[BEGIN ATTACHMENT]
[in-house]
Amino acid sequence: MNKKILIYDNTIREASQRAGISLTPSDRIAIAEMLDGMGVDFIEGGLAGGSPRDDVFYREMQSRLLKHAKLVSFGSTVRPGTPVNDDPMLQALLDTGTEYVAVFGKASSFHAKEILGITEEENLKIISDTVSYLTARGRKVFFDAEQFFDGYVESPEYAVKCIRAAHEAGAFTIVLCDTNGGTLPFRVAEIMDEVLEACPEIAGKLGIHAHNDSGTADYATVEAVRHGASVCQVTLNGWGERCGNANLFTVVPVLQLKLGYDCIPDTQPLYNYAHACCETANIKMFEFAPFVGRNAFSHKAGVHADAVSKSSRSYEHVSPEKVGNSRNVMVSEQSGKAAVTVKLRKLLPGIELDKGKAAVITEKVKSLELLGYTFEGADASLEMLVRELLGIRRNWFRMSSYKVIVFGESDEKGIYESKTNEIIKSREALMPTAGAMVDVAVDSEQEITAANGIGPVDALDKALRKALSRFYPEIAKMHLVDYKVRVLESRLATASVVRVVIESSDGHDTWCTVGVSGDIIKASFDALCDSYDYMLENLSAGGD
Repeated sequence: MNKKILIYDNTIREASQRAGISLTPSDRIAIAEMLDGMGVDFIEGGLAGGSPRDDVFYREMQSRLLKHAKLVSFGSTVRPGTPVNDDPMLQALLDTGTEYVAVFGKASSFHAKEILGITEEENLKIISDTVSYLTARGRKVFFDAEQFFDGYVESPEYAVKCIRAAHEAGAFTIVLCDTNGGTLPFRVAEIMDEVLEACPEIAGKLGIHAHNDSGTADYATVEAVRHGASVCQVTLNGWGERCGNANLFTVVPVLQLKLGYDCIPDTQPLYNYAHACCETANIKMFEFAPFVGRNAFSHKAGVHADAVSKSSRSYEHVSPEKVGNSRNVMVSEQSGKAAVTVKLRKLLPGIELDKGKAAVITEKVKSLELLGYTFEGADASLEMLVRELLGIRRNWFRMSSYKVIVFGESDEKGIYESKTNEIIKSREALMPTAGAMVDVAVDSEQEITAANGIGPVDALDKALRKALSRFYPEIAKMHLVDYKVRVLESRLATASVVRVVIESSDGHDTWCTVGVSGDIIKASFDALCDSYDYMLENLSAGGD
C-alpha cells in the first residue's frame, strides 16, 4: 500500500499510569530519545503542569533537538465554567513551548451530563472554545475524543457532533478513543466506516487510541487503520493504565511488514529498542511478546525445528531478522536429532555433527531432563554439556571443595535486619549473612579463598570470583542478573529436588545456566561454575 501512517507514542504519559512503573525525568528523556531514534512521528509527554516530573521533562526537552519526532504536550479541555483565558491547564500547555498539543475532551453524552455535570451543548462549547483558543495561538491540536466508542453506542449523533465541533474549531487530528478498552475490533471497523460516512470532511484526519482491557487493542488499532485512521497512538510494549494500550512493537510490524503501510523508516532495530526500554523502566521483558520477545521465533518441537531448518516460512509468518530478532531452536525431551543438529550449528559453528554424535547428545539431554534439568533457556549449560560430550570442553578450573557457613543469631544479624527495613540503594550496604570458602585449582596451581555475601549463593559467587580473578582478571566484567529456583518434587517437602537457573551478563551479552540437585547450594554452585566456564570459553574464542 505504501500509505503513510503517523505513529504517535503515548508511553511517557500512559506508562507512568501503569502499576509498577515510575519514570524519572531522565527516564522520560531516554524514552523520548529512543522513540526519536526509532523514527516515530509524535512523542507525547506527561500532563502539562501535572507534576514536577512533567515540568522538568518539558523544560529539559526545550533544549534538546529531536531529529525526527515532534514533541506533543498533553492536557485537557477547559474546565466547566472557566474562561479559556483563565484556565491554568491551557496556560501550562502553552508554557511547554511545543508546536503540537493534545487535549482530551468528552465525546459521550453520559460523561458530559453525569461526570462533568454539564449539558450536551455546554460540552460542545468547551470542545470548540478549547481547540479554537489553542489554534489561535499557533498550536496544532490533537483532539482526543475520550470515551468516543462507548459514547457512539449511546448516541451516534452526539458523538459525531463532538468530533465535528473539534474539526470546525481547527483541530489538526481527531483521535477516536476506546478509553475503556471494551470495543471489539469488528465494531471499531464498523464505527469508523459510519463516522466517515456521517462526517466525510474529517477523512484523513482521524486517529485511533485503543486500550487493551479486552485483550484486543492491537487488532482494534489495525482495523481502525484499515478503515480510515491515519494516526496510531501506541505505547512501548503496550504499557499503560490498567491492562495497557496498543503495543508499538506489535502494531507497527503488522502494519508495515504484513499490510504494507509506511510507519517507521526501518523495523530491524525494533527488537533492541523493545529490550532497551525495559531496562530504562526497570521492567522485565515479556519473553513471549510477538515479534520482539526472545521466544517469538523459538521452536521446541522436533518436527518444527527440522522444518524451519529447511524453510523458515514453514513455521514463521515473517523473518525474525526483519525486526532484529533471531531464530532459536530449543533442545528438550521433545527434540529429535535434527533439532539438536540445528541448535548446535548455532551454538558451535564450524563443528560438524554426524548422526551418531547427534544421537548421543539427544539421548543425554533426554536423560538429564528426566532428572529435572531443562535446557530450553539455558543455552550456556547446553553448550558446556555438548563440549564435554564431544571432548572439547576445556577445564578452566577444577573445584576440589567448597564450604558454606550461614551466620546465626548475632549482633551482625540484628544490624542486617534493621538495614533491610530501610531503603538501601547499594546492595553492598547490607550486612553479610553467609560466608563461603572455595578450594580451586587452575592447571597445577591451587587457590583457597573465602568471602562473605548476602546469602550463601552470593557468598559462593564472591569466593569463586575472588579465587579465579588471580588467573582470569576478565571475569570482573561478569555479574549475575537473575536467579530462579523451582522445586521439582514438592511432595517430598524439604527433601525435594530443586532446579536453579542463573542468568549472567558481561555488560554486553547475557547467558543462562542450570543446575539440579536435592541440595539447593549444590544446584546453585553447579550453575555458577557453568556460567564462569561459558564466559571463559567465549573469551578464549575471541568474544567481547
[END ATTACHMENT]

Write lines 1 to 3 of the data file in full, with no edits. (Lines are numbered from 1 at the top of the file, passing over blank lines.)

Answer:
[in-house]
Amino acid sequence: MNKKILIYDNTIREASQRAGISLTPSDRIAIAEMLDGMGVDFIEGGLAGGSPRDDVFYREMQSRLLKHAKLVSFGSTVRPGTPVNDDPMLQALLDTGTEYVAVFGKASSFHAKEILGITEEENLKIISDTVSYLTARGRKVFFDAEQFFDGYVESPEYAVKCIRAAHEAGAFTIVLCDTNGGTLPFRVAEIMDEVLEACPEIAGKLGIHAHNDSGTADYATVEAVRHGASVCQVTLNGWGERCGNANLFTVVPVLQLKLGYDCIPDTQPLYNYAHACCETANIKMFEFAPFVGRNAFSHKAGVHADAVSKSSRSYEHVSPEKVGNSRNVMVSEQSGKAAVTVKLRKLLPGIELDKGKAAVITEKVKSLELLGYTFEGADASLEMLVRELLGIRRNWFRMSSYKVIVFGESDEKGIYESKTNEIIKSREALMPTAGAMVDVAVDSEQEITAANGIGPVDALDKALRKALSRFYPEIAKMHLVDYKVRVLESRLATASVVRVVIESSDGHDTWCTVGVSGDIIKASFDALCDSYDYMLENLSAGGD
Repeated sequence: MNKKILIYDNTIREASQRAGISLTPSDRIAIAEMLDGMGVDFIEGGLAGGSPRDDVFYREMQSRLLKHAKLVSFGSTVRPGTPVNDDPMLQALLDTGTEYVAVFGKASSFHAKEILGITEEENLKIISDTVSYLTARGRKVFFDAEQFFDGYVESPEYAVKCIRAAHEAGAFTIVLCDTNGGTLPFRVAEIMDEVLEACPEIAGKLGIHAHNDSGTADYATVEAVRHGASVCQVTLNGWGERCGNANLFTVVPVLQLKLGYDCIPDTQPLYNYAHACCETANIKMFEFAPFVGRNAFSHKAGVHADAVSKSSRSYEHVSPEKVGNSRNVMVSEQSGKAAVTVKLRKLLPGIELDKGKAAVITEKVKSLELLGYTFEGADASLEMLVRELLGIRRNWFRMSSYKVIVFGESDEKGIYESKTNEIIKSREALMPTAGAMVDVAVDSEQEITAANGIGPVDALDKALRKALSRFYPEIAKMHLVDYKVRVLESRLATASVVRVVIESSDGHDTWCTVGVSGDIIKASFDALCDSYDYMLENLSAGGD